EAS-A 474 Topics in Atmospheric Science
Spring 2023: Mesoscale Meteorology
Instructor: Dr. Cody Kirkpatrick (my email address)
Meetings: MWF 11:30-12:20, Geology 2033. All meetings are in person -- no "Zoom" is planned. Sorry
about the Friday meetings, I don't get a vote when it comes to the schedule.
Graduate section (574) meets at the same time and place.
- At least one atmospheric science course, so that you are already familiar with some of the
vocabulary we will use in this senior-level science course.
- At least Calculus I or Brief Survey. We'll use derivatives and a few integrals, so this is important.
What is the mesoscale?
Much of the "sensible weather" we experience is produced by mesoscale phenomena. Broadly
speaking, the mesoscale includes atmospheric flows that are larger than those dominated by turbulence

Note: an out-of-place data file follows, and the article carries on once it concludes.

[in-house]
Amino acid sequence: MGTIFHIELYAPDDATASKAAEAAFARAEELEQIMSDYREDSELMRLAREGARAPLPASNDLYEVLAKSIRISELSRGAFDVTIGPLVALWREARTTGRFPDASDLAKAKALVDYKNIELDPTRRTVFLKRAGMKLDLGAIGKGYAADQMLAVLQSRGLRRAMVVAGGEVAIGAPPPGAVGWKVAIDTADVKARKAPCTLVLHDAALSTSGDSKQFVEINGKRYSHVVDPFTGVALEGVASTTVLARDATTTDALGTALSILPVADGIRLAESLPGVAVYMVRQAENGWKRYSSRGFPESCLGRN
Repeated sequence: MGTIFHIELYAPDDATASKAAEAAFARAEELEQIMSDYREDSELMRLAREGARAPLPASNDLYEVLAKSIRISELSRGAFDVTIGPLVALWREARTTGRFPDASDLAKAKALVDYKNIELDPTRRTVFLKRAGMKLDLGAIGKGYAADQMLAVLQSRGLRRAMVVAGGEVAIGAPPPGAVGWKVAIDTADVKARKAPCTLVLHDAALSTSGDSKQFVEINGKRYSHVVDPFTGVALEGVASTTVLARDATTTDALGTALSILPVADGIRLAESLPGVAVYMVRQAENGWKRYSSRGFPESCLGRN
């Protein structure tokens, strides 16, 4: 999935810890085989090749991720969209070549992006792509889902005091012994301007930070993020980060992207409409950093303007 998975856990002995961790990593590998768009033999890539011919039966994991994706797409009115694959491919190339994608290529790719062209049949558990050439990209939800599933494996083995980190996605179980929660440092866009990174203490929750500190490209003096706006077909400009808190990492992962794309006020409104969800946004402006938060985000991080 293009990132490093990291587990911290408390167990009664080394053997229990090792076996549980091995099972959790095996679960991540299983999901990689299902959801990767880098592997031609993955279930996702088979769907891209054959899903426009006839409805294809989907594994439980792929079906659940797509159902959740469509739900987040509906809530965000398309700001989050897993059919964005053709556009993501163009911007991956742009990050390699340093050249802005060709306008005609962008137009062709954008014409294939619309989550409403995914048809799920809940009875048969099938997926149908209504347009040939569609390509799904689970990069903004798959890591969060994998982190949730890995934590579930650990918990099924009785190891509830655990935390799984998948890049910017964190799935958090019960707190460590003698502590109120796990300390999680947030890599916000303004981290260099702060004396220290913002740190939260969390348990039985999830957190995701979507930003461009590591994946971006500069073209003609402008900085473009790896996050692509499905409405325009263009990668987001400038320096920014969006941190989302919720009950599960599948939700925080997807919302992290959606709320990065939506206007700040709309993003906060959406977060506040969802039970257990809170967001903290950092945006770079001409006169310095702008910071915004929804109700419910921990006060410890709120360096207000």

(we don't study dust devils) and smaller than those that are essentially in geostrophic
balance (we don't study midlatitude cyclones). To be precise, Orlanski (1975) defined the mesoscale
as motions on spatial scales from 2 to 2000 km. Very few simplifications to the equations of motion
are permitted at the mesoscale; hence it is often one of the most challenging -- and most rewarding -- study
study areas for scientists and students.
- Energy conservation of air parcels; review of importance of water vapor
- Buoyancy and vertical motion of air parcels; instability in the atmosphere
- Thunderstorm morphology and evolution: single cell, multicell, supercell
- Formation of cold pools and gust fronts; Bernoulli's equation
- Drylines; the Great Plains Low Level Jet
- As time permits: tornadogenesis, hurricane formation and movement, forecasting
- Radar meteorology, including polarimetric variables
There is nothing to buy. The book, "Mesoscale Meteorology" by Markowski and Richardson, is available
for download through the IU library at no cost.
To learn more:
Just email me, I'm happy to talk more about the course.